The Crescent shines for all


One of the few benefits of our increasingly stop-and-go traffic situation in the Twin Cities is the increased opportunity to read bumper-sticker messages and think about the process of communication through this medium.

Recently, I have been noticing more and more cars sporting a nifty bumper sticker (and lately, posters and banners, including one hanging from a building on the West Bank campus of the University of Minnesota) that I want to get my own hands on. This is because it makes a thought-provoking declaration of support for pluralism in American society and perhaps the world.

Minnesota Muslims are finding themselves voiceless, discussed, defined, categorized, psychoanalyzed, talked at and talked about without a serious attempt at inclusion. Muslims, and friends of Muslims, would like to change this climate. Engage Minnesota is a blog that begins that effort.

The message states the word COEXIST, but the message is not limited to that one word. The word itself is designed to demonstrate the concept of coexistence, and this has been done by an imaginative and visionary designer by replacing the letters with symbols of several religions, philosophies and scientific concepts resembling the letters replaced.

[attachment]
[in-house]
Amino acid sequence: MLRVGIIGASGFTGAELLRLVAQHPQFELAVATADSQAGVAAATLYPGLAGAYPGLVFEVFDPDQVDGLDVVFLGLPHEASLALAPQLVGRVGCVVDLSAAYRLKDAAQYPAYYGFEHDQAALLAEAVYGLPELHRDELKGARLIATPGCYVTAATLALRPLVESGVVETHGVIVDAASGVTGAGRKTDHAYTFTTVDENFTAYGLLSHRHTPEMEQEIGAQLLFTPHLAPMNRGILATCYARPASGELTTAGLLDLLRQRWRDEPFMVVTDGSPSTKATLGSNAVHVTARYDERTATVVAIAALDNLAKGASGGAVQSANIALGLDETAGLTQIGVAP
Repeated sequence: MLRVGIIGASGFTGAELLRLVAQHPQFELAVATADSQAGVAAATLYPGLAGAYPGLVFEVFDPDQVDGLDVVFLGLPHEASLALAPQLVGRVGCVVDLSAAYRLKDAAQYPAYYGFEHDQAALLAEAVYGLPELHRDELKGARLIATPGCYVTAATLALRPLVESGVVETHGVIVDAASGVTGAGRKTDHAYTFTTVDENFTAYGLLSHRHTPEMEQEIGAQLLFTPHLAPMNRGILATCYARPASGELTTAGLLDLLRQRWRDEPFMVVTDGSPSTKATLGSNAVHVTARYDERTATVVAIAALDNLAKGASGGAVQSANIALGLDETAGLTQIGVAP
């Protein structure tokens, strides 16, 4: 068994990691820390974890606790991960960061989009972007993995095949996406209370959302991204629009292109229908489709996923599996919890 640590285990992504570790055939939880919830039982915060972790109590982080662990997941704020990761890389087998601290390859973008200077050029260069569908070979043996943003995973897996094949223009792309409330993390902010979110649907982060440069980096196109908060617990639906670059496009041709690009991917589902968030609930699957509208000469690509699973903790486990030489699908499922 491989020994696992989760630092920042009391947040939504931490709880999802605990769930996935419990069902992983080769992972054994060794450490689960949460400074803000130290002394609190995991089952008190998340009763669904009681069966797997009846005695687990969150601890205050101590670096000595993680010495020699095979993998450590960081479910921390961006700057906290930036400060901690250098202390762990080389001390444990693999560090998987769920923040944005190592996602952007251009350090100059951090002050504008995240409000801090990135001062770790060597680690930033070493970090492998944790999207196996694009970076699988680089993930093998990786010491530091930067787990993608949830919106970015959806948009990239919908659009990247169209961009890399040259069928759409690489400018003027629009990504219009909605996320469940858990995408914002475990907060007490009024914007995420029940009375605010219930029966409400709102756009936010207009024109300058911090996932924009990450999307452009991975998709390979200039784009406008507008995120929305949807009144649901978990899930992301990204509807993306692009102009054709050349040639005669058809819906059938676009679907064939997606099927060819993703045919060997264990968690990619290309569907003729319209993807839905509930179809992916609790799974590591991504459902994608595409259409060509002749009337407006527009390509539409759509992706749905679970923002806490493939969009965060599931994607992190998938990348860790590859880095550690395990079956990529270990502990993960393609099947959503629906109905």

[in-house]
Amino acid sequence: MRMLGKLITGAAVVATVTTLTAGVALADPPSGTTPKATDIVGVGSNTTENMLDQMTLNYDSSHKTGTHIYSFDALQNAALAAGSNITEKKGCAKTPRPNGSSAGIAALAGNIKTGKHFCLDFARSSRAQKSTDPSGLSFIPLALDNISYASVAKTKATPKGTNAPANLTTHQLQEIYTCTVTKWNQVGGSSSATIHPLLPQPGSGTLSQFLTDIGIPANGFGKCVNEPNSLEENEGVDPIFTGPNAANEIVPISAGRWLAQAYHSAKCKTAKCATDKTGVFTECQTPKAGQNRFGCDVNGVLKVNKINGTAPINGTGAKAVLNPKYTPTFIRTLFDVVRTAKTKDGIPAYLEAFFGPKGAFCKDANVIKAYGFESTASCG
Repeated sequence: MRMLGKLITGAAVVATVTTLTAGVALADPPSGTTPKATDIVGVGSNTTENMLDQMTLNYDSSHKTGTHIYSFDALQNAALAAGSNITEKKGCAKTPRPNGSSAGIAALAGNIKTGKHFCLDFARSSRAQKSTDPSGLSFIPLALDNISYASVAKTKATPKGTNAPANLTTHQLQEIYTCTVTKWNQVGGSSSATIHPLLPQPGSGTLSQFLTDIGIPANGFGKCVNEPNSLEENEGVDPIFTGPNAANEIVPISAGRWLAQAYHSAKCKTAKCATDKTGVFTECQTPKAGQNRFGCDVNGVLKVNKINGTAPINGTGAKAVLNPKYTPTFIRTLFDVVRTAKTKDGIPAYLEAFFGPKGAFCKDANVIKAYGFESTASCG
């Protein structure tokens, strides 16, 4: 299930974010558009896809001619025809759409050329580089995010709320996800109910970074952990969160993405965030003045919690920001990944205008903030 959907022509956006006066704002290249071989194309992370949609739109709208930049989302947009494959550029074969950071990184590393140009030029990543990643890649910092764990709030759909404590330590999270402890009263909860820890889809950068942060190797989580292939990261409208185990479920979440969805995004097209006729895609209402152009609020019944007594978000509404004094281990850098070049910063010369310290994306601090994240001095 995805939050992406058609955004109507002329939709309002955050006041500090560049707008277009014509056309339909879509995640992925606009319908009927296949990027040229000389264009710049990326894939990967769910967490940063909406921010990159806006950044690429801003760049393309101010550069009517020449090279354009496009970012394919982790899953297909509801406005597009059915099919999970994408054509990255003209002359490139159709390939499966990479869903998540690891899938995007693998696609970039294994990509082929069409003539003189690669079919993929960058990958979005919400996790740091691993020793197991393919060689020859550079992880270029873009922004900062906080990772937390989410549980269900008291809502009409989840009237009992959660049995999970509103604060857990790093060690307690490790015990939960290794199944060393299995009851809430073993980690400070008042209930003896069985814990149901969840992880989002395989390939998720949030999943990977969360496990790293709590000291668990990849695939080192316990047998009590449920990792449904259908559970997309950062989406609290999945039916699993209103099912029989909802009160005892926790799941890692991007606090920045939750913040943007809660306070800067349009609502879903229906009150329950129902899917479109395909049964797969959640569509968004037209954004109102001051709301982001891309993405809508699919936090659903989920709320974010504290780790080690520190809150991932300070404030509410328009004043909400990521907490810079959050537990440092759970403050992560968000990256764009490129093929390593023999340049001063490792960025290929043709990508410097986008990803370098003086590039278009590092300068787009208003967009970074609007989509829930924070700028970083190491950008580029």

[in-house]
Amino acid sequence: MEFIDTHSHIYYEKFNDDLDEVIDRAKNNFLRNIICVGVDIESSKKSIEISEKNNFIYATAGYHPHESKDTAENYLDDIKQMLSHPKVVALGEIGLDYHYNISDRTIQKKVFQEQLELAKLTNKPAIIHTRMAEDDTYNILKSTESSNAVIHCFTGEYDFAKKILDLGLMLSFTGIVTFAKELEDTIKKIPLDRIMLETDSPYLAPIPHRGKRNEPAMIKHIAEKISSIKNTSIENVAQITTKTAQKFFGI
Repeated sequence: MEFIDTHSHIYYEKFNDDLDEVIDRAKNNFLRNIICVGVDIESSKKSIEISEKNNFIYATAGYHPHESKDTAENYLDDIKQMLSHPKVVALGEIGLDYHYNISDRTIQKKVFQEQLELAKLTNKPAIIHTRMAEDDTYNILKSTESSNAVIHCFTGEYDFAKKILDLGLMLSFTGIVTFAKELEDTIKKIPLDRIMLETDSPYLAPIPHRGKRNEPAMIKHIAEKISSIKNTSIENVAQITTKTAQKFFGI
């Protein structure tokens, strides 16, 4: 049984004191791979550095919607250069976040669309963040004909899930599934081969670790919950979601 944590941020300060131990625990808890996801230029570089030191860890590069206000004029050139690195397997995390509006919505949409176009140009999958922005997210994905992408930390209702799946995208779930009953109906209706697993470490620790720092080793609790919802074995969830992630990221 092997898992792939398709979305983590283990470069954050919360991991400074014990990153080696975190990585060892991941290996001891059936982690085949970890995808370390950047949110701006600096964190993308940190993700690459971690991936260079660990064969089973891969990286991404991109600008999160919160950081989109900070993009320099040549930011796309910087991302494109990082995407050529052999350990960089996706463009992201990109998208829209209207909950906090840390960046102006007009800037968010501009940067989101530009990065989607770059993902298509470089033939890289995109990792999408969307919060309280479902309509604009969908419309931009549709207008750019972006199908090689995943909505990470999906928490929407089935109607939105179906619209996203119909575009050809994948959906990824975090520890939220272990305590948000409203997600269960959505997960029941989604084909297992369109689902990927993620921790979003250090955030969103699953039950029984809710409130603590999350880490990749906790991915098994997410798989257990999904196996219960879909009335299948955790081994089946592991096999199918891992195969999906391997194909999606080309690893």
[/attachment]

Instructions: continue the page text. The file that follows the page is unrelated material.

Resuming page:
I have to admit that seeing a crescent representing the first letter of the COEXIST concept always makes me smile, and that is not just because the symbol represents the religion of Islam.

Certainly, the history of the Muslim world is a history of diverse peoples interacting, trading and migrating, and of their mutual involvement in learning as well as in the synthesis and creation of knowledge, and to me, that alone justifies the use of a symbol for Islam in this message promoting pluralism.

But because the crescent is a symbol that has been used by people in many cultures and civilizations long before, and beyond, the culture of Islam to represent things higher than this Earth, the crescent itself is a sign of what various cultures and civilizations share in a history that belongs to all humanity.

As long as humans have gazed at the sky …

A review of the crescent’s history as a symbol reveals a part of the story of human co-existence: a rich, complex and global tale that erases some of the boundaries between peoples and cultures.

The crescent, by itself or paired with one or more stars, has been used across cultures throughout the world since ancient times.